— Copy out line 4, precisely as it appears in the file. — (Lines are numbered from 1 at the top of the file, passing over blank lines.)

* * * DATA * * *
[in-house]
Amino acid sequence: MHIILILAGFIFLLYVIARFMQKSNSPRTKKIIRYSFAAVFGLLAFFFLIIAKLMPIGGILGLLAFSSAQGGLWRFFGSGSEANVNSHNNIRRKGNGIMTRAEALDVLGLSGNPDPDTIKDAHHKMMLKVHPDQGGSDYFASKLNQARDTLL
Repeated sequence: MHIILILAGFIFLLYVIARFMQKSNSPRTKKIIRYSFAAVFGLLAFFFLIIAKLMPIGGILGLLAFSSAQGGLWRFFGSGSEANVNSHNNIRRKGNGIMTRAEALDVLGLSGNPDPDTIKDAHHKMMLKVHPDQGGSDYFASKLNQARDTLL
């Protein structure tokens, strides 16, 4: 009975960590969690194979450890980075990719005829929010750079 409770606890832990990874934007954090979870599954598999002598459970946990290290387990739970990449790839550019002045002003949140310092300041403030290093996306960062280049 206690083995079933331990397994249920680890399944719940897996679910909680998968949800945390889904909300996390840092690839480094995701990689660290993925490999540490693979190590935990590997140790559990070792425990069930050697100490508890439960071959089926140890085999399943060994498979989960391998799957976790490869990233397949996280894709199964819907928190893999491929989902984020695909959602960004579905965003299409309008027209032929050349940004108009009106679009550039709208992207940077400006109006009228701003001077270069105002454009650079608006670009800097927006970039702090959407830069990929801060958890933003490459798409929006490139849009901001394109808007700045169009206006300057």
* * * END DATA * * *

């Protein structure tokens, strides 16, 4: 009975960590969690194979450890980075990719005829929010750079 409770606890832990990874934007954090979870599954598999002598459970946990290290387990739970990449790839550019002045002003949140310092300041403030290093996306960062280049 206690083995079933331990397994249920680890399944719940897996679910909680998968949800945390889904909300996390840092690839480094995701990689660290993925490999540490693979190590935990590997140790559990070792425990069930050697100490508890439960071959089926140890085999399943060994498979989960391998799957976790490869990233397949996280894709199964819907928190893999491929989902984020695909959602960004579905965003299409309008027209032929050349940004108009009106679009550039709208992207940077400006109006009228701003001077270069105002454009650079608006670009800097927006970039702090959407830069990929801060958890933003490459798409929006490139849009901001394109808007700045169009206006300057």